- Outdoor are intakes, including ducts, windows, and doors (if they are part of a natural ventilation system) must maintain a separation distance from sources of pollution (exhaust vents, garbage bins, etc.).
The intake of a ventilation system must be keep away from source of pollution. This of course is obvious, the question is rather -- how far away?
|exhaust (smelly, irritating)||5|
|chimneys and flues||5|
|automobile area, parking garage||7.5|
|parking lots, street, driveways||1.5|
|high volume traffic||7.5|
|distance from surface to intake, factoring in snow depth||0.30|
|Cooling tower intake||5|
|Cooling tower exhaust||7.5|
These types of things need to be adjusted based on a more through investigation. For example, if the smelly exhaust was from a curry house, stating that its not your problem because the intake is 5m away, is not likely going to be well received. This of course, should have been described thoroughly in the initial outdoor air quality report.
Rain Intrusion and Entrainment
- Intakes must not allow water to enter
This is to minimize the growth of mold, and needs serious consideration in colder climates. There are many well engineered rain hoods that are totally useless against blowing snow, and I have seen many residential air exchangers in Canada that are soaked much of the winter. The standard leaves the problem of snow entrainment up to the designer, which means for most residential owners of heat exchangers, they will need to fix the problem themselves.
- Louvers should not allow more than 3g of water per square meter of louver during a 15 minute test at maximum air velocity.
- Bird screens must prevent birds from nesting in the intakes.
Birds are a particular hazard because bird feces caries many diseases, and the are usually heavily parasitized with fleas and ticks which could be sucked into the intake.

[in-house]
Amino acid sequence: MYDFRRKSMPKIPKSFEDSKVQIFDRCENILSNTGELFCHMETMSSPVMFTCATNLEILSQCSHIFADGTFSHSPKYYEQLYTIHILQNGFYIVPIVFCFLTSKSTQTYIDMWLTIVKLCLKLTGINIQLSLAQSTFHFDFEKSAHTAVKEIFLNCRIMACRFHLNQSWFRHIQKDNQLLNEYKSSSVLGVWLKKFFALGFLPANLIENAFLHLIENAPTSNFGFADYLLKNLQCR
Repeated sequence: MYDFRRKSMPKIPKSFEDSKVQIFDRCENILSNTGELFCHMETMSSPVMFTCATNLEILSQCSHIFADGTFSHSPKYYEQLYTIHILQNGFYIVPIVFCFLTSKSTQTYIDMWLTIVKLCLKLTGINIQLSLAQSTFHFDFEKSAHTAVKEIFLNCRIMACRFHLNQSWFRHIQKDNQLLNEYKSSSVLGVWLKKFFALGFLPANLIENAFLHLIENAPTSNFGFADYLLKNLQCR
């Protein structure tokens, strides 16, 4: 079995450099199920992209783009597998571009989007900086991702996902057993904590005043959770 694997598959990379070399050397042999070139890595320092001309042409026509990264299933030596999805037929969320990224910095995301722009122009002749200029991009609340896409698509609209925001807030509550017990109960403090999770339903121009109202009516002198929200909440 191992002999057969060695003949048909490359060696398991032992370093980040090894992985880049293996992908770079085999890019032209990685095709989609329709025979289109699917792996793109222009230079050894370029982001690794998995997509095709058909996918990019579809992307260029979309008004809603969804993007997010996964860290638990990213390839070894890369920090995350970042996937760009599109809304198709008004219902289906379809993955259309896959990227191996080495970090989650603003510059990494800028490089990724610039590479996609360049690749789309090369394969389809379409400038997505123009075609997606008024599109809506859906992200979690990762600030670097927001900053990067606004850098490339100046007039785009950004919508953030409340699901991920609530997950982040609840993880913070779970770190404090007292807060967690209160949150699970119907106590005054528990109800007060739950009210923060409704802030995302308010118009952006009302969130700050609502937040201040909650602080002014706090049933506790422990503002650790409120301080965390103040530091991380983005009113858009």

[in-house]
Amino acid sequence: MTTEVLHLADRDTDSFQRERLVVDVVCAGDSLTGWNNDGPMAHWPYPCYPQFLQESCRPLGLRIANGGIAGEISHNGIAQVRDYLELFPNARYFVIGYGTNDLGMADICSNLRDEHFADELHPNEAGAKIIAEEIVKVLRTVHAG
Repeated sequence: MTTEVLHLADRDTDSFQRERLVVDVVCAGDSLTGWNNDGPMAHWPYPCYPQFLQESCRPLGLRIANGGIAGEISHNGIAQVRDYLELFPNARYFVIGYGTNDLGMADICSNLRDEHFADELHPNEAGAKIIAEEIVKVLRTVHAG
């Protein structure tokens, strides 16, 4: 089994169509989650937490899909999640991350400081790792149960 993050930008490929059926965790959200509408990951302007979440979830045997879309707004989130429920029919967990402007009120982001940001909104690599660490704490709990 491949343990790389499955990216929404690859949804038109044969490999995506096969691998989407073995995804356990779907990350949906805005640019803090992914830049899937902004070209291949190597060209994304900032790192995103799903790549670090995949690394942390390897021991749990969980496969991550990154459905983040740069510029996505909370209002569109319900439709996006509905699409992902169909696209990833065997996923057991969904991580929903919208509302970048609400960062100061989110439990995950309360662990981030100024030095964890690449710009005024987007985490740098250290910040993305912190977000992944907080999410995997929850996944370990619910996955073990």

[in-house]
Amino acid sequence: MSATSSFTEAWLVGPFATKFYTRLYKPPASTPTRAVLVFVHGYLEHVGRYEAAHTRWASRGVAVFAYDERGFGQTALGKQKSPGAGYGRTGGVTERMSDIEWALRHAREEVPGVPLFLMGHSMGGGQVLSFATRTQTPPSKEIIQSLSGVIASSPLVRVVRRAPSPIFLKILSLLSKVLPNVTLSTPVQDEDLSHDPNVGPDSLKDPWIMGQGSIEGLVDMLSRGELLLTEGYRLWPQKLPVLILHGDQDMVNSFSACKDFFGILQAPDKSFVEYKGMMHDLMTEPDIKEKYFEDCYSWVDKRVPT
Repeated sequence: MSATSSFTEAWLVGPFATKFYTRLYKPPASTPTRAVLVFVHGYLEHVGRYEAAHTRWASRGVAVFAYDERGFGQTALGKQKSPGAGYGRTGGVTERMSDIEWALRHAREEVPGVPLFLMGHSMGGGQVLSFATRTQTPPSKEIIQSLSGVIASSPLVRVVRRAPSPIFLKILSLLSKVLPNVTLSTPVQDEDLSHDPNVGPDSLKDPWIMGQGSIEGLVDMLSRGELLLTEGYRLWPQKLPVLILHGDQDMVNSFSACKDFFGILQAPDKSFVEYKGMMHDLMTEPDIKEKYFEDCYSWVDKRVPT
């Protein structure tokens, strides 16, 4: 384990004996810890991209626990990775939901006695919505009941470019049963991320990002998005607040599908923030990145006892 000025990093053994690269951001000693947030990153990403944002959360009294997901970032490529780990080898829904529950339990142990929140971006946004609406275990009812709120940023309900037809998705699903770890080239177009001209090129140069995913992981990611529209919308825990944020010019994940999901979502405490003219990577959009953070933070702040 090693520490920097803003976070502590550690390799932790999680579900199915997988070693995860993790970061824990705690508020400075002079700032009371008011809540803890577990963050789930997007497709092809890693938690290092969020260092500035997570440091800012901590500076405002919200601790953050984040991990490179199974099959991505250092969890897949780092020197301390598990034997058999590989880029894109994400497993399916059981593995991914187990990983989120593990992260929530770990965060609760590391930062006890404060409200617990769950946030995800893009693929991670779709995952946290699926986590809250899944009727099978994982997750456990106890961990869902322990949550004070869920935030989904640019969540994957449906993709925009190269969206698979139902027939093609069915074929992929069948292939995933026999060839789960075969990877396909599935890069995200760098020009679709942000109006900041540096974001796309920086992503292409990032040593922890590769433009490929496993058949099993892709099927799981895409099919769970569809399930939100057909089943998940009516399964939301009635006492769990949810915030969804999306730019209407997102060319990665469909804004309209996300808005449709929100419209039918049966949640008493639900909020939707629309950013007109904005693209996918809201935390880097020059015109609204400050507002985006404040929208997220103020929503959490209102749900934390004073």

- Local sources of pollution (a clothing dryer for example) must be exhausted directly to the outside.
The ventilation of combustion appliances, such as heaters, is not addressed directly, other than specifying that local building codes and the manufacturer's instructions be adhered to.
- Air filters with a MERV greater or equal to 6 are required upstream of wetted surfaces
This prevents dirt accumulation and the growth of unwanted things. Residential heat exchangers often fill with filth in this manner because of condensation and need to be washed out every few months. For commercial buildings, it would be an issue with cooling coils and evaporative coolers.
- Maximum humidity is 65%, provided there is a method to dehumidify.
This is not a level designed for comfort, rather it is a point where condensation on cooler surfaces and subsequent mould growth is a possibility.
- Intake air flow must be greater than exhaust outflow for air-conditioned buildings that are dehumidifying.
Obviously this is only possible if the difference is exhausted through cracks and leaks. The resulting mild pressurization prevents moist outside air from entering and condensing on cooler surfaces.
- Drain pans under dehumidification equipment must prevent standing water, and be positioned under the entire width of the device.
- Drains must have a p-trap
This is accomplished with pan slope and drain size. Residential heat exchangers have this designed into them, and have a drain tube that is inserted into a drain or to the outside. The tube usually is looped to create a water trap that creates a seal against drawing air in from the drain.
- Humidification systems must use potable (drinkable) water
This makes sense because if is contaminated, after evaporation, the contaminates will be sent through the system as a power.
- Liquid water penetration of the building envelop is not allowed